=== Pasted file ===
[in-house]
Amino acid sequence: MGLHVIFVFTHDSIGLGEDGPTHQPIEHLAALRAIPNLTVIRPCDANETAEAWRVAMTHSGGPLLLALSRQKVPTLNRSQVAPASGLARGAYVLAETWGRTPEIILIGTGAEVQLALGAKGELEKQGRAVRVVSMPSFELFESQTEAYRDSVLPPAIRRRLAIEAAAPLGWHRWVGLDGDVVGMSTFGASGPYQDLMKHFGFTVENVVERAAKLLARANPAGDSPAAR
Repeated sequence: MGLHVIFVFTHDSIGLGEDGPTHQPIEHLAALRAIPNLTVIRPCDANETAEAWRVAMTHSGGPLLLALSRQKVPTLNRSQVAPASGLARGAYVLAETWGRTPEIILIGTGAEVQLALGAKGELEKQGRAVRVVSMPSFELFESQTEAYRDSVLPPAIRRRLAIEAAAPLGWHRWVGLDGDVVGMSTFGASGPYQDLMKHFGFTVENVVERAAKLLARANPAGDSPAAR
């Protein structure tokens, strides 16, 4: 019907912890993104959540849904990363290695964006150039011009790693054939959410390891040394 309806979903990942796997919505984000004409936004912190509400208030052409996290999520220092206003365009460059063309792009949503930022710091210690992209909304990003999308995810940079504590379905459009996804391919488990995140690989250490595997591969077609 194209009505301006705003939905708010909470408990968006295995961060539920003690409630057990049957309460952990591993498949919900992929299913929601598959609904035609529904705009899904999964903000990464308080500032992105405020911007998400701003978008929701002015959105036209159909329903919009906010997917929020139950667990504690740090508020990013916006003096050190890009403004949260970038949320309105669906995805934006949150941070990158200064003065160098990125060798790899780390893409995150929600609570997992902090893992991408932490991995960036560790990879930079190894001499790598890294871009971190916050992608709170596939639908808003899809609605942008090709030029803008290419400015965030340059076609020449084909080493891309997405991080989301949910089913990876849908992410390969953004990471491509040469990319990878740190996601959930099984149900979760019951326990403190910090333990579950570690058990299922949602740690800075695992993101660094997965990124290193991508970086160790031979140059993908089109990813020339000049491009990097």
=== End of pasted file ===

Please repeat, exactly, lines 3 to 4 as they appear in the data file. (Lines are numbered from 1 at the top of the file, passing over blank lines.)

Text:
Repeated sequence: MGLHVIFVFTHDSIGLGEDGPTHQPIEHLAALRAIPNLTVIRPCDANETAEAWRVAMTHSGGPLLLALSRQKVPTLNRSQVAPASGLARGAYVLAETWGRTPEIILIGTGAEVQLALGAKGELEKQGRAVRVVSMPSFELFESQTEAYRDSVLPPAIRRRLAIEAAAPLGWHRWVGLDGDVVGMSTFGASGPYQDLMKHFGFTVENVVERAAKLLARANPAGDSPAAR
């Protein structure tokens, strides 16, 4: 019907912890993104959540849904990363290695964006150039011009790693054939959410390891040394 309806979903990942796997919505984000004409936004912190509400208030052409996290999520220092206003365009460059063309792009949503930022710091210690992209909304990003999308995810940079504590379905459009996804391919488990995140690989250490595997591969077609 194209009505301006705003939905708010909470408990968006295995961060539920003690409630057990049957309460952990591993498949919900992929299913929601598959609904035609529904705009899904999964903000990464308080500032992105405020911007998400701003978008929701002015959105036209159909329903919009906010997917929020139950667990504690740090508020990013916006003096050190890009403004949260970038949320309105669906995805934006949150941070990158200064003065160098990125060798790899780390893409995150929600609570997992902090893992991408932490991995960036560790990879930079190894001499790598890294871009971190916050992608709170596939639908808003899809609605942008090709030029803008290419400015965030340059076609020449084909080493891309997405991080989301949910089913990876849908992410390969953004990471491509040469990319990878740190996601959930099984149900979760019951326990403190910090333990579950570690058990299922949602740690800075695992993101660094997965990124290193991508970086160790031979140059993908089109990813020339000049491009990097």